Use this URL to cite or link to this record in EThOS:
Title: Risk, childhood, morality, and the internet : an anthropological study of internet sexual offending
Author: Rimer, Jonah R.
ISNI:       0000 0004 5362 743X
Awarding Body: University of Oxford
Current Institution: University of Oxford
Date of Award: 2015
Availability of Full Text:
Access from EThOS:
Full text unavailable from EThOS. Restricted access.
Access from Institution:
This thesis is an anthropological study of Internet sexual offending, more specifically the viewing of child abuse media. It is based on 17 months of participant-observation in UK group programs for individuals who had downloaded illegal child abuse media, semi-structured interviews with participants, program staff, and police, and staff focus groups. Through engaging directly with offenders and those managing them, it provides an in-depth, qualitative understanding of how Internet use and perceptions of online spaces play a key role in Internet sexual offending, while also asking broader questions about online sociality, morality, and effects on normative behaviour. The central argument posits that in moving beyond commonplace explanations for Internet offending, more attention must be given to Internet use, perceptions and constructions of online spaces, and effects on social norms to explain this phenomenon. It then follows to suggest that for some offenders, these elements can be instrumental in their sexualization of children and choice to view abusive media. The thesis specifically explores why and how some people in the UK engage with illegal child abuse media, with particular attention to notions of risk, childhood, morality, and the Internet. Employing Foucauldian and neo-Foucauldian theory, anthropology of the Internet, and constructionist theories of childhood, focus is placed on multiple areas: the potential social, emotional, sexual, and Internet-specific factors associated with offending; participants' relationships with the Internet and constructions of online spaces; participants' perceptions of childhood and children online and offline; and, societal and institutional efforts to respond to the above, including the larger justice system and fieldwork group program. The general research areas are social science of the Internet, childhood studies, human sexuality, group therapeutic processes, policy and law, and research methodology and ethics.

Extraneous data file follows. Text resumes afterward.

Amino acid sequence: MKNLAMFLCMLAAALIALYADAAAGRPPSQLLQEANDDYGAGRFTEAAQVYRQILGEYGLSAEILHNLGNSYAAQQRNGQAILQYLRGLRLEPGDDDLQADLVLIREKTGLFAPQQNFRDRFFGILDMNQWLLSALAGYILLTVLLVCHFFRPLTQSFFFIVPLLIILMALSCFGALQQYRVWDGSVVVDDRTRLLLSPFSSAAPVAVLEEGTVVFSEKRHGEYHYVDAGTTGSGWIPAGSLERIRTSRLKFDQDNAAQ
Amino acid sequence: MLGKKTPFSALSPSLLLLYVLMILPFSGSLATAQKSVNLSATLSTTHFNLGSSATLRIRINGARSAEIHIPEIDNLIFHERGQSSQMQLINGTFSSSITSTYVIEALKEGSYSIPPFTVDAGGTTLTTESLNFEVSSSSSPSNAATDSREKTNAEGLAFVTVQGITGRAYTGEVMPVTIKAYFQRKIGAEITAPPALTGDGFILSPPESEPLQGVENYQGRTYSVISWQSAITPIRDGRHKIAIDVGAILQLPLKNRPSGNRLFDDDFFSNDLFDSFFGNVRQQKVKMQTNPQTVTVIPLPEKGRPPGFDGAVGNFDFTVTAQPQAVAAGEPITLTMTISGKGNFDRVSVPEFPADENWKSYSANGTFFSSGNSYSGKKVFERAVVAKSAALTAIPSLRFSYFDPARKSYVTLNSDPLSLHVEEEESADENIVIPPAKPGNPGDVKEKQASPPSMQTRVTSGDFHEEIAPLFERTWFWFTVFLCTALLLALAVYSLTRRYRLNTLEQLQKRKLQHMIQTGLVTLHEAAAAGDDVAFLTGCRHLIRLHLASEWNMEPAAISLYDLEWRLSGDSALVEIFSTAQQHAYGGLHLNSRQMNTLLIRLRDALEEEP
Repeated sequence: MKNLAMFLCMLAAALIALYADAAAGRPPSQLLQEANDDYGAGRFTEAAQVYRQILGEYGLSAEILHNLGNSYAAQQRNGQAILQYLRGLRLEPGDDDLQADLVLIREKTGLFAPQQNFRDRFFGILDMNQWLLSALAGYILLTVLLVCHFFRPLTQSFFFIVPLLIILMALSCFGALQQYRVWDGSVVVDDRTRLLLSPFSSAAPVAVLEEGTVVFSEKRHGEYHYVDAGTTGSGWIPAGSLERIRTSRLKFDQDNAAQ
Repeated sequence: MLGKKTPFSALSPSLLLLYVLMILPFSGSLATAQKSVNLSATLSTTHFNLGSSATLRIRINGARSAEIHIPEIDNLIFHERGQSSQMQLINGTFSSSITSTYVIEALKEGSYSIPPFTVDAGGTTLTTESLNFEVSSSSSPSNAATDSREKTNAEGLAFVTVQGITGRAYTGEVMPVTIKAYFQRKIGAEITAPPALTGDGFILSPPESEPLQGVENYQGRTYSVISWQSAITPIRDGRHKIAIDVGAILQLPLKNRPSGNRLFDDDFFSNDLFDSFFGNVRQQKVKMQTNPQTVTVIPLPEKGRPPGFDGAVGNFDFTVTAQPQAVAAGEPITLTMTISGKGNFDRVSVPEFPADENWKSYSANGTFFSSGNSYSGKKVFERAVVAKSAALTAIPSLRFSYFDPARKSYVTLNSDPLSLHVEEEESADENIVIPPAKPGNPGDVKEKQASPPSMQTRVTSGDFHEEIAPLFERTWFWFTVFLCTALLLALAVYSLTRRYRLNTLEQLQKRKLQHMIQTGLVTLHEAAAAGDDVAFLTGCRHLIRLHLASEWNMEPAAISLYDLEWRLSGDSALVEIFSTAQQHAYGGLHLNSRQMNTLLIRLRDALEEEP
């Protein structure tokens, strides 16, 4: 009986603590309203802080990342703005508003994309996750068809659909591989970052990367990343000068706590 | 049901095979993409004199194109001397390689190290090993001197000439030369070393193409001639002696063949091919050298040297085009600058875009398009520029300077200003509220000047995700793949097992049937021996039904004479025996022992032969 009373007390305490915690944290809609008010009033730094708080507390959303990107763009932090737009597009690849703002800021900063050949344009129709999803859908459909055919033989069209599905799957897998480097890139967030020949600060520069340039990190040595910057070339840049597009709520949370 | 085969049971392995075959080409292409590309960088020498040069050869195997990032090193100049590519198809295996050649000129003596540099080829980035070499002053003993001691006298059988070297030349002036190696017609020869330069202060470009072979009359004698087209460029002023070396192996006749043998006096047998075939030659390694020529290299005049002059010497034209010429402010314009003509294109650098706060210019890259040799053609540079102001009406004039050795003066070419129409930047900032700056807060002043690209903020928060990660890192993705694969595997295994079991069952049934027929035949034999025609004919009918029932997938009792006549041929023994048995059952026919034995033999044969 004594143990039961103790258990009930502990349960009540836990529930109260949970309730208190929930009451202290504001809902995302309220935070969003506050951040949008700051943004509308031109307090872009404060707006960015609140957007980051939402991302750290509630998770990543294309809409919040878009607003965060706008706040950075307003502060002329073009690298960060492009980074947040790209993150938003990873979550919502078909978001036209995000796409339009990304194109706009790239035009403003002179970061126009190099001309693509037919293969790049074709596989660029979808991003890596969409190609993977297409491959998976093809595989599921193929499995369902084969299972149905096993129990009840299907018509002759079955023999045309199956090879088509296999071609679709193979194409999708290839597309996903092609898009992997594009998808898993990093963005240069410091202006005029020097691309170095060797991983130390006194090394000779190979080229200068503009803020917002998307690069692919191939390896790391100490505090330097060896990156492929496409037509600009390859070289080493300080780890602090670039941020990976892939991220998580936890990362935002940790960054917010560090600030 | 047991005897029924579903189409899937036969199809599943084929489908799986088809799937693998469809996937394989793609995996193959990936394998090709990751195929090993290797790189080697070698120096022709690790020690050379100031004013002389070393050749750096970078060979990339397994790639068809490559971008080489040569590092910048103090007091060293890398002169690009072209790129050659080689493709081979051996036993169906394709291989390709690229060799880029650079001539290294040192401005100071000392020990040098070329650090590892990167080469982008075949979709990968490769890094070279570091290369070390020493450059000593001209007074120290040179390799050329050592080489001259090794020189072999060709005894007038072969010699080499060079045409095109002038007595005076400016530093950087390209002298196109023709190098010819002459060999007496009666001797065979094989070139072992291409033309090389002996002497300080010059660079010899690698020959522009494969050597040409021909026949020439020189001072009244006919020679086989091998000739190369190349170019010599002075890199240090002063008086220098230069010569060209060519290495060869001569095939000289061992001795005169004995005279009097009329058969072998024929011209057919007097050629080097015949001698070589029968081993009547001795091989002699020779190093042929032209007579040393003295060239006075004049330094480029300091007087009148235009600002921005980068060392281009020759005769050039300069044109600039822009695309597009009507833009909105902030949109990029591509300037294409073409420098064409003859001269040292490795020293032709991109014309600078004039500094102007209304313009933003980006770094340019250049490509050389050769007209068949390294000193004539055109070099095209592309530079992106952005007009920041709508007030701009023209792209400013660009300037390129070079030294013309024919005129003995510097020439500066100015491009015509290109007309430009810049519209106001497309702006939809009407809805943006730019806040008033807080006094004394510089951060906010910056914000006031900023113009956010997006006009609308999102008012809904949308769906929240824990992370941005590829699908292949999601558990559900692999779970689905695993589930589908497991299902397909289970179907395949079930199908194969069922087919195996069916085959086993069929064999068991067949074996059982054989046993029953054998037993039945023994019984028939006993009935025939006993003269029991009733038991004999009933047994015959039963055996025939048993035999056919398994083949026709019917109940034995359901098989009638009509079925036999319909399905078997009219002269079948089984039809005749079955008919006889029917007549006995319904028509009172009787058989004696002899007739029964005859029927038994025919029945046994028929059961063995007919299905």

Supervisor: Boyden, Jo; Potter, Caroline Sponsor: Commonwealth Scholarship Commission ; Social Sciences and Humanities Research Council of Canada
Qualification Name: Thesis (Ph.D.) Qualification Level: Doctoral
EThOS ID:  DOI: Not available
Keywords: Anthropology ; Internet research ; Internet and everyday life ; Children and youth ; Criminology ; Criminology ? Crime,rehabilitation and desistance ; Criminology ? Crime Control Policy ; Internet sexual offending ; Internet sexual offenders ; sexual offending ; sexual offenders ; online crime ; ethnography ; the Internet ; child abuse ; child abuse media ; child pornography ; risk ; childhood ; morality